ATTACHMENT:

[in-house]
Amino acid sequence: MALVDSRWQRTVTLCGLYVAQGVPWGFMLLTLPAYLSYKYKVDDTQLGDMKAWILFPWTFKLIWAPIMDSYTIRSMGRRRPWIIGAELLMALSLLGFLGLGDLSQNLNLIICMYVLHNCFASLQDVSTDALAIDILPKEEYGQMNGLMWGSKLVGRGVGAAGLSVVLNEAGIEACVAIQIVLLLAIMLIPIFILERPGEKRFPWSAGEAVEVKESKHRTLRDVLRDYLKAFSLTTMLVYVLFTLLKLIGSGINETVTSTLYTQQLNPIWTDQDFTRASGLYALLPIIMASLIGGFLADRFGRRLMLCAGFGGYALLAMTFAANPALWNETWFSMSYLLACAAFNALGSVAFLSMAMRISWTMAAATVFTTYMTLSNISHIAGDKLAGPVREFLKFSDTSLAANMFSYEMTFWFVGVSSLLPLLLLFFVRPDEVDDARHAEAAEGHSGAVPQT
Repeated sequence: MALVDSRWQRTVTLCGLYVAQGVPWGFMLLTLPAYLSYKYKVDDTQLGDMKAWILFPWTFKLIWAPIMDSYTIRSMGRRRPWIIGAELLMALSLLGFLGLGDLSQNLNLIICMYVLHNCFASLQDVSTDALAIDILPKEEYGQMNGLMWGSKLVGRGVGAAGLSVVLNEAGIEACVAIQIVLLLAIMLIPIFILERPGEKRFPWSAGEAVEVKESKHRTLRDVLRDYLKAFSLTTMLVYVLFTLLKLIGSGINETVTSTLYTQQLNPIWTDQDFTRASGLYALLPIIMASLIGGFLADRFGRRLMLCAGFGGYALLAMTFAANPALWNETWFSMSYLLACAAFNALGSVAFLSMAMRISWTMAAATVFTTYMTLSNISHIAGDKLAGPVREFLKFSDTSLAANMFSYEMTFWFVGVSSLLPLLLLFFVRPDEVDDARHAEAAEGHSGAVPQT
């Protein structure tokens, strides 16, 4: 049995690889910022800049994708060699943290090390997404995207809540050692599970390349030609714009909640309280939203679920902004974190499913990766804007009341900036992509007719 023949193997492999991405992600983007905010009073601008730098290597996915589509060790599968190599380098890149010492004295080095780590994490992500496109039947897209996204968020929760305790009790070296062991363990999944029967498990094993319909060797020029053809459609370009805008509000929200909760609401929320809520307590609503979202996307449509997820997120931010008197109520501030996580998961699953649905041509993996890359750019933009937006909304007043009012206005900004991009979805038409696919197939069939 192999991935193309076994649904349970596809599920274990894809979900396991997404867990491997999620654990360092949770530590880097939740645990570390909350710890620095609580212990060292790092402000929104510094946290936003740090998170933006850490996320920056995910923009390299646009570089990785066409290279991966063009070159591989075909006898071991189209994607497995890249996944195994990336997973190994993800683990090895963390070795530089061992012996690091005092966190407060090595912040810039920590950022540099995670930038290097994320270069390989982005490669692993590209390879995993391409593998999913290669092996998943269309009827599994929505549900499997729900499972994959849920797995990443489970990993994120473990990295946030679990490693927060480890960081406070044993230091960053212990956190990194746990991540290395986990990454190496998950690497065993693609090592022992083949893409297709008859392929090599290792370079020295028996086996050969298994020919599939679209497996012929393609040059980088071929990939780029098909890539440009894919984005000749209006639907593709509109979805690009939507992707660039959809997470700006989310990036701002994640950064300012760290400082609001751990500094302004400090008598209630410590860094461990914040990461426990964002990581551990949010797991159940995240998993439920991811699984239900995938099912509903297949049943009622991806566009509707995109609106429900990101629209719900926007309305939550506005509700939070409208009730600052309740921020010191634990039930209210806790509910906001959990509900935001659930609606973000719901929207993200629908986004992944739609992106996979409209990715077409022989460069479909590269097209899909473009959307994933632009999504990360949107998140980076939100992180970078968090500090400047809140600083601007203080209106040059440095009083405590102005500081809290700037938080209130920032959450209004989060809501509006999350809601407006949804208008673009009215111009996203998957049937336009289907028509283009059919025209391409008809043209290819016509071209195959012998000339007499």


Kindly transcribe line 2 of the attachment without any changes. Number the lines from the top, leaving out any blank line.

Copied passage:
Amino acid sequence: MALVDSRWQRTVTLCGLYVAQGVPWGFMLLTLPAYLSYKYKVDDTQLGDMKAWILFPWTFKLIWAPIMDSYTIRSMGRRRPWIIGAELLMALSLLGFLGLGDLSQNLNLIICMYVLHNCFASLQDVSTDALAIDILPKEEYGQMNGLMWGSKLVGRGVGAAGLSVVLNEAGIEACVAIQIVLLLAIMLIPIFILERPGEKRFPWSAGEAVEVKESKHRTLRDVLRDYLKAFSLTTMLVYVLFTLLKLIGSGINETVTSTLYTQQLNPIWTDQDFTRASGLYALLPIIMASLIGGFLADRFGRRLMLCAGFGGYALLAMTFAANPALWNETWFSMSYLLACAAFNALGSVAFLSMAMRISWTMAAATVFTTYMTLSNISHIAGDKLAGPVREFLKFSDTSLAANMFSYEMTFWFVGVSSLLPLLLLFFVRPDEVDDARHAEAAEGHSGAVPQT